Donald Trump mentioned space briefly in his inaugural address on Friday.
We stand at the birth of a new millennium ready to unlock the mysteries of space, to free the earth from the miseries of disease and to harness the energies, industries and technologies of tomorrow.
What this means is anyone’s guess.
There have been stories that Trump is considering sticking with plans to send astronauts to Mars. Also that he has been meeting with SpaceX CEO Elon Musk, who has a plan to do exactly that. It’s the sort of dramatic plan that might appeal to Trump’s desire to make America great.
On the other hand, there’s this story from The Hill: Trump team prepares dramatic cuts. Although the story makes no mention of NASA, it makes clear that Trump seems prepared to deeply cut federal spending.
And here is the dilemma that has frustrated presidents that has frustrated presidents for decades relating to space. It’s easy enough to raise your arms and point to the moon or Mars and say let’s go, but much more difficult to fund the program sufficiently to actually go there.
The one thing that might — and I stress, might — work is for Trump to cancel SLS and Orion and see if the private sector can produce cheaper alternatives for deep space exploration.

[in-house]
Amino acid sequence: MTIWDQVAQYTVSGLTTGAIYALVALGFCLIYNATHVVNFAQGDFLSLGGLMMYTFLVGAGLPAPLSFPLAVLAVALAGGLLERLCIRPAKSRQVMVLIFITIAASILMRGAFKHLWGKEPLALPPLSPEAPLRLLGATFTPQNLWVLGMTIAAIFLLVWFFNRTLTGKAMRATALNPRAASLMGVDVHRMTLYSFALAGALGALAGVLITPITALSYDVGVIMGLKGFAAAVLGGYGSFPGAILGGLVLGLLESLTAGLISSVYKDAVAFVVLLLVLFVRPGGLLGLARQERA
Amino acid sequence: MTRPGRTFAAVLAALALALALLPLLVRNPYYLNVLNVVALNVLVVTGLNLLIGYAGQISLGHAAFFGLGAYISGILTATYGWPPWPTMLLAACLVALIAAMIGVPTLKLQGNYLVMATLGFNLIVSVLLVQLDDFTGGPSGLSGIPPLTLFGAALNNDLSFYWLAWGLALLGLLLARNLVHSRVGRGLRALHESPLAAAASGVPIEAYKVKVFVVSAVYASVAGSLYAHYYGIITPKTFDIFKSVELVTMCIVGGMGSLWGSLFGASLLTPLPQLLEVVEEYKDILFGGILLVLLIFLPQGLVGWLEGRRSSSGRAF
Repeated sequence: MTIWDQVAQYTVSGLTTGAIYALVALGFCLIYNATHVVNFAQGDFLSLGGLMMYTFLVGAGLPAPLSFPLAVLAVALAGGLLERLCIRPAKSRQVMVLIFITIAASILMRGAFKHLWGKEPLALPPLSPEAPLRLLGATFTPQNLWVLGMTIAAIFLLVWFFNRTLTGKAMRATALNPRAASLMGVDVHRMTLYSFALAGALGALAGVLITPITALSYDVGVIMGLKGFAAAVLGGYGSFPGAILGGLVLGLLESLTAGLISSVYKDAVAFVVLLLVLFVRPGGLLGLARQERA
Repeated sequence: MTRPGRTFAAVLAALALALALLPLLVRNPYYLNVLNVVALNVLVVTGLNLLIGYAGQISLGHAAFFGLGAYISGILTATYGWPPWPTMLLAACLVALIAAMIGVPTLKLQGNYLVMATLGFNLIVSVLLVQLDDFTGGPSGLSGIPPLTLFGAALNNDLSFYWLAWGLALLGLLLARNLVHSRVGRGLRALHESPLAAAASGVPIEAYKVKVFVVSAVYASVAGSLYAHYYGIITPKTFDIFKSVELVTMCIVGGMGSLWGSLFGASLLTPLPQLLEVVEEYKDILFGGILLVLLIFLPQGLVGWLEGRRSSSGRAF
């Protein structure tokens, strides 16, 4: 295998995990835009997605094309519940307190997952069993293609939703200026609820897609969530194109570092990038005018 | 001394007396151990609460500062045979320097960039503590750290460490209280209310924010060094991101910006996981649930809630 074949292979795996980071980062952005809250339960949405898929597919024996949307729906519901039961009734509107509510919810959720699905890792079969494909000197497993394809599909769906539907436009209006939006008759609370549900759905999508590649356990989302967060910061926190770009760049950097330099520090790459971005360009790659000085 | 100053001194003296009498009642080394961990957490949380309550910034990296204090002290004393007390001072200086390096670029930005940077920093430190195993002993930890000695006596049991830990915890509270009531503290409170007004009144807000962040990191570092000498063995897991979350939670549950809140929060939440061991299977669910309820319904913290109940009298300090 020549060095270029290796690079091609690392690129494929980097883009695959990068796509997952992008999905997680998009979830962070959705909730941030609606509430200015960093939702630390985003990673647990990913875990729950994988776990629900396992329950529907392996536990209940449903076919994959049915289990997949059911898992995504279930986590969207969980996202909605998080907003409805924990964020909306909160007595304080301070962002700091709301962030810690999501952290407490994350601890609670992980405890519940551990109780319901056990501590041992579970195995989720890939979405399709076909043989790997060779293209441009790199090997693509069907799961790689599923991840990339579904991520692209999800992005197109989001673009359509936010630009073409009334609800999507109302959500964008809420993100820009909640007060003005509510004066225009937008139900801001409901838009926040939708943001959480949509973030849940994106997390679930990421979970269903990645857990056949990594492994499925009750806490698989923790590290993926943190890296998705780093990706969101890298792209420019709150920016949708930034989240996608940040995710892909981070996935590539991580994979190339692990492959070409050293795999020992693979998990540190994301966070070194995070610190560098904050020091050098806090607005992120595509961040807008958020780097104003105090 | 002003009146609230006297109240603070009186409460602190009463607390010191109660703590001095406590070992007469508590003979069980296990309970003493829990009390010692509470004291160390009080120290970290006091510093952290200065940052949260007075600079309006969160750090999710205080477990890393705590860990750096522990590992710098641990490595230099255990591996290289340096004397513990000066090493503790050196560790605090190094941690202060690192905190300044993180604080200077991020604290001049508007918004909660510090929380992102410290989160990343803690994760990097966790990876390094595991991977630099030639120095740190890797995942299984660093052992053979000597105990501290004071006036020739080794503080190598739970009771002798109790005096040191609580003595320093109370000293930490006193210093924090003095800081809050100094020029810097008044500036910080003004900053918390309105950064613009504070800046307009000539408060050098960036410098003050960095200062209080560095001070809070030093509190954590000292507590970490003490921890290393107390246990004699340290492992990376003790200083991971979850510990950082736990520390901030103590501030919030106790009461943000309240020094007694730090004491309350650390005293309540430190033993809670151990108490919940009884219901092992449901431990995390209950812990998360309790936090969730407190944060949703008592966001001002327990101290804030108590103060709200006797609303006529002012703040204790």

But, therein lies the other dilemma that has frustrated presidents. Congress would oppose such a move with every fiber of its being. Trump might be stubborn enough to stick with such a decision, but who knows if he even wants to make it. Large layoffs in states like Alabama, Texas and Florida that were vital to putting in the White House would make it more difficult for him to stay there.
While Trump works out his plans, the transition at NASA has already begun. Administrator Charlie Bolden and Deputy Administrator Dava Newman both left their positions yesterday because they were political appointees of Barack Obama.
Robert Lightfoot, the space agency’s top civil servant, is serving as acting administrator until Trump nominated a permanent replacement and he or she is confirmed by the Senate.
Trump has made a pair of appointments relating to the agency. The new president has named Greg Autry as White House liaison to NASA. Autry is assistant professor of clinical entrepreneurship at the University of Southern California. He was part of the landing team assigned to the agency during the transition.
The president has also named Erik Noble as White House senior advisor at NASA. Noble worked on the Trump campaign and worked as a scientists on atmospheric science at the NASA Goddard Institute of Space Studies in New York City for seven years.